Monday, October 3, 2011

Research Supporting the Benefits of Technology In Reading and Writing

Despite the fact that we’re well into the 21st century innovative educators often still have to make a case for using the tools of the world inside school. This post was written for those looking to justify their decision to use technology to support readers and writers.  Below you will find a compilation of research that outlines the benefits of technology in supporting readers and writers.

Effects of Computer Versus Paper Administration of a State-Mandated Writing Assessment
This article reports that open-ended Language Arts items that require students to generate responses using paper and pencil severely underestimate the achievement of students accustomed to writing using a computer. The article concludes by recommending that state testing programs that employ open-ended items in Language Arts provide students with the option of composing responses on paper or on computer. -Read the results of the study here.

Using Technology to Improve the Literacy Skills of Students with Disabilities
Summary of best practices in using technology to improve the literacy skills of students receiving special education services.  Topics include common literacy problems, suggestions for including assessment info into IEP development, and tools to enhance literacy skills of students with disabilities.  

Writing, Technology and Teens
This Pew Internet report indicates that teens write a lot, but they do not think of their emails, instant and text messages as writing. This disconnect matters because teens believe good writing is an essential skill for success and that more writing instruction at school would help them. I caution readers of this report to note that results in this report have much to do with that fact that few schools value real-world writing for authentic audiences as “real writing” and often don’t empower students to use tech ubiquitously for writing as writers in the real-world have access to.

iPads Make Better Readers, Writers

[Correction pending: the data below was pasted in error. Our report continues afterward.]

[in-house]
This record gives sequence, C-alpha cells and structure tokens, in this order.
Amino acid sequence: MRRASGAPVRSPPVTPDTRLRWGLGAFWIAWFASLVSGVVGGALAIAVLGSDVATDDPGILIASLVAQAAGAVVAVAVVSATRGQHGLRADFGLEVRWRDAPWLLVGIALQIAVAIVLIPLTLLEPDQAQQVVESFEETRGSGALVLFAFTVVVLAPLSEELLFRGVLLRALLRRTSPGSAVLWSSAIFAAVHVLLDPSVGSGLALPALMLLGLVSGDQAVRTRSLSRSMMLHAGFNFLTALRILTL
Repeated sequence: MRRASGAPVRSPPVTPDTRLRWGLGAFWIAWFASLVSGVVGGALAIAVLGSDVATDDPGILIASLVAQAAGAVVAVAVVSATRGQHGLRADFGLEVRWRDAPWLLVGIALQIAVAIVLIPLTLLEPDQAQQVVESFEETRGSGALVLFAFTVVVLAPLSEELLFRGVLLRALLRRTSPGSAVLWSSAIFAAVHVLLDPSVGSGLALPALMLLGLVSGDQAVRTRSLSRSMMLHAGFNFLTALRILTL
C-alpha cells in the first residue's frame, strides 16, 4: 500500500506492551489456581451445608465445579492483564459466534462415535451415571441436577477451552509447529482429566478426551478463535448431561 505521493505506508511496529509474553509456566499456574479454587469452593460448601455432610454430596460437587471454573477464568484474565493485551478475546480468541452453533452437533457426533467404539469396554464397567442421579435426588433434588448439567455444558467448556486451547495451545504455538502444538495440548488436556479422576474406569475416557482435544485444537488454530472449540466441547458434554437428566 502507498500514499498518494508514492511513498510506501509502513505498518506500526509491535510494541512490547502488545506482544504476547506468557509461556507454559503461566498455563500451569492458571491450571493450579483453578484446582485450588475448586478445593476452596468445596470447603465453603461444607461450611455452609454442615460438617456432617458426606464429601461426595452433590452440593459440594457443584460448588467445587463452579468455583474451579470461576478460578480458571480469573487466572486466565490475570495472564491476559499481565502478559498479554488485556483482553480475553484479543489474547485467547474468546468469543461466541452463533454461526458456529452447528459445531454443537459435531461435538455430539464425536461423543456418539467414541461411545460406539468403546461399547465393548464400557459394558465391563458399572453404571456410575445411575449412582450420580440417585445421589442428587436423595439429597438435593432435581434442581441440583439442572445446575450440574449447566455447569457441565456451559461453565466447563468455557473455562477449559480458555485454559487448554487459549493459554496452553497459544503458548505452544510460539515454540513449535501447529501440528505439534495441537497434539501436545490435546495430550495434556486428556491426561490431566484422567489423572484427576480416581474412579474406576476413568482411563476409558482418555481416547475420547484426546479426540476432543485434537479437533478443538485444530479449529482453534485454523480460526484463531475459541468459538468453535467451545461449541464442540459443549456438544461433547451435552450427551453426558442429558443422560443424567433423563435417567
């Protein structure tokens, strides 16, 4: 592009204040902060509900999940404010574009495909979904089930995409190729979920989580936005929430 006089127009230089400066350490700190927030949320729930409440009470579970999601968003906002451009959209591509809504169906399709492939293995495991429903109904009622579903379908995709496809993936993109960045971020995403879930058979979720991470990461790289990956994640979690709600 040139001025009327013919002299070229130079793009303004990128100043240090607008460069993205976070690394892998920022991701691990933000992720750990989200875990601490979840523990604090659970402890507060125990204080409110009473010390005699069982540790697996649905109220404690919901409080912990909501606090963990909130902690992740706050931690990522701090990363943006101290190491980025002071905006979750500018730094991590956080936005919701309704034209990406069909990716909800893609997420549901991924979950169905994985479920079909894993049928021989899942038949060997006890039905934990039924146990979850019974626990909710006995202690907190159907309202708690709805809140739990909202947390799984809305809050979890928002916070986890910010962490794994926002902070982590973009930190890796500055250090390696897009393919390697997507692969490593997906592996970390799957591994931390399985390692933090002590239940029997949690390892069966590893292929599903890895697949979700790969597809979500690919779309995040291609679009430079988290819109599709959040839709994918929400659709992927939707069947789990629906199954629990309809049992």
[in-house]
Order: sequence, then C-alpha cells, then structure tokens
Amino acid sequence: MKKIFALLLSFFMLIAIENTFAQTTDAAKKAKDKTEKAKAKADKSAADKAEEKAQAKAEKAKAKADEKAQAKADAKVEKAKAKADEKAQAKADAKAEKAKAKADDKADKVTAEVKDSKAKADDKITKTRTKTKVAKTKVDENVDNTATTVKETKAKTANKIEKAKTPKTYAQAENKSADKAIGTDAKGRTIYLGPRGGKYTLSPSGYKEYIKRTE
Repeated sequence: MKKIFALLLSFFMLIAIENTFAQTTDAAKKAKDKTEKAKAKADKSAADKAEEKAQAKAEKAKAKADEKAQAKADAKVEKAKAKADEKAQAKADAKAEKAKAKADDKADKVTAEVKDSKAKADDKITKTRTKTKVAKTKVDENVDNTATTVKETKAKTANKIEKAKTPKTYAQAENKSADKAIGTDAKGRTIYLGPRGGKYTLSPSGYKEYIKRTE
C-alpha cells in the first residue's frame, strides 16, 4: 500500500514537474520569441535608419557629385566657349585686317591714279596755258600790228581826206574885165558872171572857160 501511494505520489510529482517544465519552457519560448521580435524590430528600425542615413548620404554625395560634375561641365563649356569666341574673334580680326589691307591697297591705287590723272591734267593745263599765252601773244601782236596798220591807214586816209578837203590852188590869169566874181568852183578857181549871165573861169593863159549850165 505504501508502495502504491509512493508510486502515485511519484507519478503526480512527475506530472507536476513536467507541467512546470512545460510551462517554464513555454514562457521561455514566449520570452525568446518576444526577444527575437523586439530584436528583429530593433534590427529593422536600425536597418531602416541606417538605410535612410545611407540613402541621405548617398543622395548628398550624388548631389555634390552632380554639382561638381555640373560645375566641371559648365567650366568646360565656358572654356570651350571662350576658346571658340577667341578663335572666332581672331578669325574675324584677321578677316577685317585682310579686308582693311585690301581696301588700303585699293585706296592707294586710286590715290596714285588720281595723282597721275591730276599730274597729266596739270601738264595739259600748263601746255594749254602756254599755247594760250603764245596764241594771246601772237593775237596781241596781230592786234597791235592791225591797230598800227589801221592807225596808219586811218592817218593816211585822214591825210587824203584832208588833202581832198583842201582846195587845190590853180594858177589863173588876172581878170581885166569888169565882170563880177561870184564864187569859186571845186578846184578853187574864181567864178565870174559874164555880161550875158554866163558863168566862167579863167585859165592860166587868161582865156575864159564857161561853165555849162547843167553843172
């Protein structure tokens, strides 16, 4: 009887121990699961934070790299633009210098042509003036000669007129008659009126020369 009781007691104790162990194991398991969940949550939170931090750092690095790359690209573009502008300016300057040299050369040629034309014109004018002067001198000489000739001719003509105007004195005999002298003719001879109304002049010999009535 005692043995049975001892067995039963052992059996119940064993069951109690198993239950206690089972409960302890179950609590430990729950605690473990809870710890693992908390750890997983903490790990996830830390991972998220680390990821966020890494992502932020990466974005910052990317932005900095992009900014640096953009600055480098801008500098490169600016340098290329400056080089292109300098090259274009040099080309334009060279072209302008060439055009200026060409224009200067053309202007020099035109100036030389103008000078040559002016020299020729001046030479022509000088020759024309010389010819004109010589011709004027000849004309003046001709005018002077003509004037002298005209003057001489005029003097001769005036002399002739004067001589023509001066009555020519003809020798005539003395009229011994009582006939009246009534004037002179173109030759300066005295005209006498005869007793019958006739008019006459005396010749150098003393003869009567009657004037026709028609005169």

In a research paper titled “Unlocking Literacy with iPad,” Ohio English teacher James Harmon found that state-compiled statistics indicate that those students with iPad access in the year leading up to the Ohio Graduation Test had a 6-percent greater chance of passing the test’s reading portion than those without, and an 8-percent greater chance of passing the writing portion.

Writing Next Report
This report identifies 11 elements of current writing instruction found to be effective for helping
4th- to 12th-grade students learn to write well and to use writing as a tool for learning. The report is missing attention to 21st century writing skills such as writing for authentic audiences and creating work that is not only text-based.  There is also little attention to global connection and collaboration which is generally seen my this report as something that age and location, rather than passion-driven, and age agnostic. 
Leaders Share How Tech Has Helped Students Learn
Leaders share how they have witnessed technology has enriched literacy classrooms with students who are more engaged, excited, and better behaved and teachers are more alive and motivated.  
The Role of Technology in Primary Grades Writing Instruction
Students showed an increase in both the quality of writing and the number of words and sentences produced. Student and teacher attitudes were favorable regarding the use of a computer for composition.